I would like to share with you some simple ideas that will help maintain these resolutions, along with a new approach to your health and wellbeing. If you’ve ever read any health news, it can be quite confusing. It can often be a mass of contradicting information that changes from one month to the next. This makes keeping true to your goals very difficult and overly complex. The key with most successful long term change is to keep it simple and easy to implement.

With this in mind here are four pillars of health: • A proper functioning nervous system (a healthy spine) • Physical expression (exercise and movement) • Proper fuel (good nutritious food) • Relaxation time (mindfulness training or ‘you time’) Now some of this may seem very familiar, but one part may not, a properly functioning nervous system. What this means is simple; everything that happens in

The spine is the gateway for how well the nervous system in your body works. This may seem like a new idea, and in some ways it is, however even Hippocrates (the father of modern medicine) and Socrates had it right back in 469 BC when they said: “If you would seek health, look first to the spine.” So if you’re looking to make 2018 the year you take control of your health and make lasting changes in your life; look first to your spine and health will follow.

Contact Matt on 01934 229039 or email reception@suttonchiro.co.uk VALLEY LIFE MAGAZINE ISSUE 18 / FEBRUARY 2018

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Healthy Eating Nutritional therapist Linda Thomas with some food advice

Why veg is still the best

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e are often told to eat more vegetables but why is that?

But how to achieve this? • Add a small salad to your main meal – nothing complicated, a few leaves plus tomato and grated carrot is fine.

For starters, they are high in fibre which contributes to healthy bowel movements and reduction of constipation or diarrhoea, which can be painful or distressing. Or both!

• Have at least three different coloured vegetables with your main meal. • Snack on veggie sticks with dips such as hummus rather than crisps or biscuits.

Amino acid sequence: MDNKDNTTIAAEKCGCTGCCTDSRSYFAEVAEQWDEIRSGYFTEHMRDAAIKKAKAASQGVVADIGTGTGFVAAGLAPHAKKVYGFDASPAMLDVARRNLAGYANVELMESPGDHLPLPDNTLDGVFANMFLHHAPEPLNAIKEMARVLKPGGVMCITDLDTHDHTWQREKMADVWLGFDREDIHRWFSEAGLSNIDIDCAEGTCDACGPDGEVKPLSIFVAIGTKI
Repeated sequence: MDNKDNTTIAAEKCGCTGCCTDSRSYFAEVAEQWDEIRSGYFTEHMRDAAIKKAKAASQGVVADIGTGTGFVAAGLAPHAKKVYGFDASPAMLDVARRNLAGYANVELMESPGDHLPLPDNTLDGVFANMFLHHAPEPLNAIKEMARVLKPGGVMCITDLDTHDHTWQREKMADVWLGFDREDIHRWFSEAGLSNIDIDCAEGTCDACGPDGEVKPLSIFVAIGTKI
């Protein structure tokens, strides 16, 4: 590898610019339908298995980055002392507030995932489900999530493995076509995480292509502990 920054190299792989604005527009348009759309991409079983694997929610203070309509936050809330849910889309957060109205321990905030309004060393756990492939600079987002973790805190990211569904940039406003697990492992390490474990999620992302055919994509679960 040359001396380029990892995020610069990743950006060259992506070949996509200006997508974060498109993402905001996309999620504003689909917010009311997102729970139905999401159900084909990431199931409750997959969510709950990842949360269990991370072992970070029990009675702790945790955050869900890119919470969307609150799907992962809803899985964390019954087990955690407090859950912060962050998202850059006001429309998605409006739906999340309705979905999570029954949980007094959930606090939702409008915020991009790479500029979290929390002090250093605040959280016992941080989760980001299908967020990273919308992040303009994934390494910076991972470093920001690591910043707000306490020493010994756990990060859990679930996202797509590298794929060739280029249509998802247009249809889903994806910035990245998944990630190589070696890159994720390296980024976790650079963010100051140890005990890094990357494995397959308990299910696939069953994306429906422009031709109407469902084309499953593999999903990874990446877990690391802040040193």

Fibre also affects the balance of gut bacteria, which research shows is linked to healthy immune systems, positive mood and even better sleep quality. Secondly, vegetables are high in a wide range of vital vitamins and minerals. And the better the soil they are grown in, the more this is improved. Vegetables also contain vital phytonutrients, such as flavonoids, carotenoids and resveratrol which are not found in animal products. These are linked to avoidance of conditions such as Alzheimers, cancer and stroke All healthy diets include high levels of vegetables, even if they exclude some other food groups, (e.g. vegan, paleo or gluten-free diets). High consumption of plant based foods,

• Choose hearty vegetable soups for lunch. including vegetables, beans and nuts, is closely linked to prevention of disease such as heart disease and diabetes. Although the government recommendation is “5 a day”, the more variety we have the better, so aim high and consider building up to eating 5-7 portions of vegetables plus two fruits per day! And, since different vegetables have different nutrients, maybe create a chart and aim for 15-20 types over the whole week. Different colours count as separate choices e.g. red and green peppers.

• Add root vegetables to stews and casseroles. • Roast some veggies when the oven is on – carrots, peppers, onion, sweet potato and beetroot are all very tasty cooked this way. Eat them with dinner or add to leftover rice or pasta for lunch the next day. • Have veg at breakfast. Eggs with some tomato and mushroom or spinach is a great start to the day. • Or try Veggie smoothies. Adding ground flax seed, some almonds or half an avocado will help you feel fuller thanks to the healthy fats they contain.